After decades of outrage and community activism, the city of Philadelphia has now formally apologized for authorizing a local doctor to conduct medical experiments on inmates — most of whom were black and still awaiting prosecution — during the mid-twentieth century.
On Thursday, the office of Philadelphia Mayor Jim Kenney released a formal statement admitting that the city had allowed University of Pennsylvania researcher and dermatologist Dr. Albert Kligman to subject poor, mainly black and illiterate inmates at Holmesburg Prison to "pharmaceuticals, viruses, fungus, asbestos, and even dioxin, a component of Agent Orange" while they awaited trial. The experiments continued for approximately two decades, from the 1950s to the 1970s.
"While this happened many decades ago, we know that the historical impact and trauma of this practice of medical racism has extended for generations—all the way through to the present day," Mayor Kenney said. "One of our Administration’s priorities is to rectify historic wrongs while we work to build a more equitable future, and to do that, we must reckon with past atrocities. That is why our Administration today, on behalf of the City of Philadelphia, is addressing this shameful time in Holmesburg’s history."
Officials estimate that as many as 300 inmates were used in the experiments. While those in the program were paid for their participation, many of them had not even been tried for a crime and were desperate for bail money, creating an unethical power structure which compelled many vulnerable inmates to consent to experiments for money and unknowingly expose their bodies to dangerous chemicals.
In 2000, a group of former Holmesburg participants sued the university and Kligman, claiming that they had suffered years of health and psychological problems as a result of the experiments. The lawsuit was ultimately dismissed because, the court asserted, the statute of limitations had already expired.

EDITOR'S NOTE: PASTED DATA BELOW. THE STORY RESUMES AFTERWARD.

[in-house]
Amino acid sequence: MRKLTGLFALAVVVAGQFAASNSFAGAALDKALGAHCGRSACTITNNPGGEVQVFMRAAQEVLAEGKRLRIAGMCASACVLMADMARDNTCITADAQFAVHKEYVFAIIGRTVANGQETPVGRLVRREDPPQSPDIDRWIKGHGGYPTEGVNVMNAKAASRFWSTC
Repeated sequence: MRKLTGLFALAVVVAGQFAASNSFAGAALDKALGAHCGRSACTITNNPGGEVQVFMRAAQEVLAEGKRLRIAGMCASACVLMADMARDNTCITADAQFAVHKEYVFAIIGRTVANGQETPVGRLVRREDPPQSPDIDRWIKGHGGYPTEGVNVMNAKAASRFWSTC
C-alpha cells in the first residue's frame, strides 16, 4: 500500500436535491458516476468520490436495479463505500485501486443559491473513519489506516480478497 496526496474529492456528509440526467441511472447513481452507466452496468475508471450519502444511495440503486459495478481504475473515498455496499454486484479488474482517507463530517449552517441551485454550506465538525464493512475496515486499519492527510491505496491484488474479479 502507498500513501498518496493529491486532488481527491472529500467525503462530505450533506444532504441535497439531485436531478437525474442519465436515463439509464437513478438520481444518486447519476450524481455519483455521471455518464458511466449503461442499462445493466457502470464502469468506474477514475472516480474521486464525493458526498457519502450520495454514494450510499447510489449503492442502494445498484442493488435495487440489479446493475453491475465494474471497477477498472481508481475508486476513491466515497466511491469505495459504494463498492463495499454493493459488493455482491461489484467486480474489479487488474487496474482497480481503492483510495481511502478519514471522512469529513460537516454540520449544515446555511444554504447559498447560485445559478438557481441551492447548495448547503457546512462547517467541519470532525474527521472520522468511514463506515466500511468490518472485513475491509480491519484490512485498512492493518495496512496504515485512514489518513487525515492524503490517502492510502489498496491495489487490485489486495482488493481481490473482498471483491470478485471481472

Kligman himself was often well-compensated for the experiments. In some cases, he was paid tens of thousands of dollars to test various chemicals on human beings at Holmesburg. Until his death in 2010, Kligman continued to defend his research methods. "My view is that shutting the prison experiments down was a big mistake," he said in 2006. "... I’m on the medical ethics committee at Penn, and I still don’t see there having been anything wrong with what we were doing."
Medical experiment rules were different at the time, but they were still regulated. Kligman began the Holmesburg experiments just a few years after the horrors of the medical experiments conducted in Nazi concentration and death camps were made known, and the Nuremberg Code, which strictly limited human medical experiments, had already been passed.
Kligman did make some ethically-sourced advancements in dermatology regarding ailments like athlete's foot and dandruff, and he and research partners Dr. James E. Fulton and Dr. Gerd Plewig developed the popular acne treatment Retin-A, which is still on the market. However, Kligman's legacy remains tied to the Holmesburg experiments, and as a result, his name has since been removed from various University of Pennsylvania honorifics.